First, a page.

Tony Oxley
The New World
Discus 165CD
Available formats: CD/DL


“From the point of view of this music, listening to The New World is as essential as Paul Rutherford’s The Gentle Harm of the Bourgeoise, Derek Bailey’s Lot 74 Improvisations or Was It Me? by the duo of Paul Lovens and Paul Lytton.” – Jean-Michel Van Schouwburg. ORNYX

“A densely woven yet airy, self-defining abstract soundscape, rich in pointillist texture and abstracted, interlaced pulses.” – Michael Tucker, JAZZ JOURNAL

“This music seems to breathe and evolve in an organic, logical way. It reminds me of some spirits or ghosts which have been set free of the usual barriers, growing and slowly evolving into something else.” – Bruce Gallanter, Downtown Music Gallery NYC


Tony Oxley – percussion and electronics
Stefan Holker – acoustic percussion

New music – recorded 2022. Oxley needs no introduction as one of the inventors of this style of playing. He remains active in music some 60 years after he burst onto the scene as one of the finest percussionists the UK has ever produced. For his current music he concentrates on electronic sounds via his manipulation of close mic’d sound objects, with the acoustic percussion element skilfully provided by Holker. A dense weave of detail and texture and a vital new entry point into Oxley’s continuing body of work.

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Tony Oxley
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Tony Oxley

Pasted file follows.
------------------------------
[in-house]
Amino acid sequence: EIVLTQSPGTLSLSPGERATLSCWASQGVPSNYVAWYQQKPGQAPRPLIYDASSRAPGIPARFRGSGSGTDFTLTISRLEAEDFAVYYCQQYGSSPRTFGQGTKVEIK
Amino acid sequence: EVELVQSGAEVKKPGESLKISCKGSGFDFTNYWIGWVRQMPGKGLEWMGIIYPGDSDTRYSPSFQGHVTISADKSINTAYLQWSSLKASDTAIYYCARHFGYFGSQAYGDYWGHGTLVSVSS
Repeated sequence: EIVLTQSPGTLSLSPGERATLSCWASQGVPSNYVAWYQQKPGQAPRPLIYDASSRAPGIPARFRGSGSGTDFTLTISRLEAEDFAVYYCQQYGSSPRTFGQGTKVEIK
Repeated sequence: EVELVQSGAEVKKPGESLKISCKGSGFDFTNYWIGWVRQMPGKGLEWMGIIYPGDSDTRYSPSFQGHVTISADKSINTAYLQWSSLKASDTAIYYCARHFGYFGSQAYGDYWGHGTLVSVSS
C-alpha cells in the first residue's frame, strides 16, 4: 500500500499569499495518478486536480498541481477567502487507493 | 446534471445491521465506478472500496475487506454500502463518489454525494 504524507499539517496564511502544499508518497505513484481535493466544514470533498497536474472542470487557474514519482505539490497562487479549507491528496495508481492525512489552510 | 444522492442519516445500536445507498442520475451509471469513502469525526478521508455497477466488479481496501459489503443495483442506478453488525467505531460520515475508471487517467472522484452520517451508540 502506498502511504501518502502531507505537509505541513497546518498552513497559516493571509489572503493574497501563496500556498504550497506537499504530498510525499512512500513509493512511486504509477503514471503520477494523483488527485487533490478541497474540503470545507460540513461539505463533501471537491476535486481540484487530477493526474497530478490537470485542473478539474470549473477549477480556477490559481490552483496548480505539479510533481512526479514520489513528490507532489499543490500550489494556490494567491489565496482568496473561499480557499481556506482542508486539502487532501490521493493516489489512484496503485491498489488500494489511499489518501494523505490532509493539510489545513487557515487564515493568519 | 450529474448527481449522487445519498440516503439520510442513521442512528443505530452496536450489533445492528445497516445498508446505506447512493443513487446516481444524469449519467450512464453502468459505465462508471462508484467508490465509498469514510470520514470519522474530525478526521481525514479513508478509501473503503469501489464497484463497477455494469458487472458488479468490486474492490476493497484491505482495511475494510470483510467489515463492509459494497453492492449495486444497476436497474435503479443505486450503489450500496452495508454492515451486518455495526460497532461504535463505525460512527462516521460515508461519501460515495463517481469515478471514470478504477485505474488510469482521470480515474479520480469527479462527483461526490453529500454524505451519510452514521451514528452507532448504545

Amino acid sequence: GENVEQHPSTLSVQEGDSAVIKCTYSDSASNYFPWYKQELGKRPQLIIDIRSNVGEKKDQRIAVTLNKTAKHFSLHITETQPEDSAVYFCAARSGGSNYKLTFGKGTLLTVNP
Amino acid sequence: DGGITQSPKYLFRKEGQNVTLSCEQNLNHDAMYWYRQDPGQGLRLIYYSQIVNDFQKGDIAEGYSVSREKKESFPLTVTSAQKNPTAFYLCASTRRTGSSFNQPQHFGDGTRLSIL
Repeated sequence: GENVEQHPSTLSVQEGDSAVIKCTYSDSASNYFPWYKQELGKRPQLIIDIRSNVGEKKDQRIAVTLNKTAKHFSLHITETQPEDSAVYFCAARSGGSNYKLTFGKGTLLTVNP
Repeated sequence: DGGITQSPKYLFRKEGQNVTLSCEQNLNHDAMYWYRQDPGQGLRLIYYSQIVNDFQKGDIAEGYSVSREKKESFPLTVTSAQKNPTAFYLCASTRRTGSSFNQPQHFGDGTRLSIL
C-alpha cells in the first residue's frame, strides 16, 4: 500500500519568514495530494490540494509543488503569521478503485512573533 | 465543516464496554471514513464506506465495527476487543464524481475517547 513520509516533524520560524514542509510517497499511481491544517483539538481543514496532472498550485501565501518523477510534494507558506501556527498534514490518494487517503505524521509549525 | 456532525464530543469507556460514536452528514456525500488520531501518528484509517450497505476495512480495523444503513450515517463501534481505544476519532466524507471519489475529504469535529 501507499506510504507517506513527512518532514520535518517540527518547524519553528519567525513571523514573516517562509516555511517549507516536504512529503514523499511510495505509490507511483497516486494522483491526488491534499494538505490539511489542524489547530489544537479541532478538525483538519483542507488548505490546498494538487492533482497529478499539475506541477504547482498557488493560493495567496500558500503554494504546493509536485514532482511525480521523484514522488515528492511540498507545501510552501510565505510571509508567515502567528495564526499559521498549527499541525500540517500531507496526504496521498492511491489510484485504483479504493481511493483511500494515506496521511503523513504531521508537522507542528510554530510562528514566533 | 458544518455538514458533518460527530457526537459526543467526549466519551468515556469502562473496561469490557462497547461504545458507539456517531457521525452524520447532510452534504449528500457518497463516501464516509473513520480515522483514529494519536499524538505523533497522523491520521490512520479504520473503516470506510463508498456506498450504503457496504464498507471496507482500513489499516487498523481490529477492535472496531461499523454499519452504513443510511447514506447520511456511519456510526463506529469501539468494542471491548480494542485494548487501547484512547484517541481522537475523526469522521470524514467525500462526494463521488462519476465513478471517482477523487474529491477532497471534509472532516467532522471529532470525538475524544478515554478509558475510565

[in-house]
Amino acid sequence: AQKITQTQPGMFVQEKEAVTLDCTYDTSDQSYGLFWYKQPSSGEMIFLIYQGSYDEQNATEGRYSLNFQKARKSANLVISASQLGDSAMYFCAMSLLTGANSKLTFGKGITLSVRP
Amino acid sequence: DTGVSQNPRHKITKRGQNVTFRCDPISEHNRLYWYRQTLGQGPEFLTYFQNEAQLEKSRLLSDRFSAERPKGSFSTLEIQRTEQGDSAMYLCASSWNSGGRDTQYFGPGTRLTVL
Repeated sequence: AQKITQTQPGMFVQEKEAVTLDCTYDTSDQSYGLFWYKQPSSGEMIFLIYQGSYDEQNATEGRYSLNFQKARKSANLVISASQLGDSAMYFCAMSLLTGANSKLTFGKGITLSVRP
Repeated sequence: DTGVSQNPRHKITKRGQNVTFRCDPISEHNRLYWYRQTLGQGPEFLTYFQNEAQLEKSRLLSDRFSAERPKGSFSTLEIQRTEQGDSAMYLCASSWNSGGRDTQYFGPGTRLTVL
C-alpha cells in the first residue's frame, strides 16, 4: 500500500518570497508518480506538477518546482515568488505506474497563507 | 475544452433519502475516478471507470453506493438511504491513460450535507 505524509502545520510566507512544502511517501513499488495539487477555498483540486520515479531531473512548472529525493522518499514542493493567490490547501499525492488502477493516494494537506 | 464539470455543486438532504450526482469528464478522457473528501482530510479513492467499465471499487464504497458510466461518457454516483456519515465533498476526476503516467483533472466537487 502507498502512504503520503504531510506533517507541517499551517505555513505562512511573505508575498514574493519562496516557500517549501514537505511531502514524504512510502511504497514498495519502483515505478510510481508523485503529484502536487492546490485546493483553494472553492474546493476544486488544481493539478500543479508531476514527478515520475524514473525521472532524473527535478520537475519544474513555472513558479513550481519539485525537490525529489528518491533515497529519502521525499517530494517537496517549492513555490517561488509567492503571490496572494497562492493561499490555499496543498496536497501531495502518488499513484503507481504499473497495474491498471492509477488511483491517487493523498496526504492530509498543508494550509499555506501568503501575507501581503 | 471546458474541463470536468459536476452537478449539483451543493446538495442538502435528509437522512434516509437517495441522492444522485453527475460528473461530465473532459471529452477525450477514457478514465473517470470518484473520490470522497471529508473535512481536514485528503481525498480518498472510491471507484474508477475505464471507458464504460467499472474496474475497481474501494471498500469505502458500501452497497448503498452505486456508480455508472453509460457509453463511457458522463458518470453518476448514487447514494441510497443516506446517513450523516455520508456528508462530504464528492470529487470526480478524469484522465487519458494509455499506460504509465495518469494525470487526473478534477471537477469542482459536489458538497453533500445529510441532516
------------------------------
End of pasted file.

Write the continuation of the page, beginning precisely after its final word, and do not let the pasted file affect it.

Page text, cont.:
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Recent recording by Tony Oxley focused on (micro) percussion and its live electronics, in line with the few amplified percussion tracks modified by electronics (ring modulator at the time) released by the Incus label in the 70s (Incus 8, Tony Oxley and Incus 18 February Papers). But there is no revival on the part of the percussionist: even if we immediately recognize his “improvised” style with these multiple small sounds that bounce off his various utensils and get lost in a fascinating variety of strikes and timbres, Tony Oxley has evolved his use of electronics. In addition, the participation of percussionist Stefan Hölker is organically integrated into the instrumental flow, their individual playing and their respective sonorities are so entangled and integrated into their collective music that audibly one does not feel that it is a duet or a “dialogue” between the two “drummers”. Nothing but a deep connivance: it is impossible to perceive who is playing what. But a dialogue emerges between the acoustic sounds of the two percussionists and the electronic sounds that echo it, like a volatile counterpoint. The electronic side of this music is based on the immediate sonic transformation of certain selected sounds, often metallic, which escape, oscillate or roar in the middle of the pointillist strikes and resonances of small cymbals, woodblocks or its large trapezoidal bell welded at least half a century ago. I would like to draw attention to the fact that Oxley stated that he was inspired by Derek Bailey’s volume pedal amplification techniques. Tony Oxley made a name for himself as a “free-jazz” drummer (but not only) with Cecil Taylor, Bill Dixon and Alan Skidmore and as a collaborator of Derek Bailey in his last “noise” period. It would therefore be interesting if the public who appreciate him for these reasons could discover his inventions as they are delivered to us here in 2022. Here we are at the heart of “historic” free improvisation that is still relevant today. Absolutely remarkable. Tony Oxley has been little documented about his free-improvisation side for decades. From the point of view of this music, listening to The New World is as essential as Paul Rutherford’s The Gentle Harm of the Bourgeoise, Derek Bailey’s Lot 74 Improvisations or Was It Me? by the duo of Paul Lovens and Paul Lytton. – Jean-Michel Van Schouwburg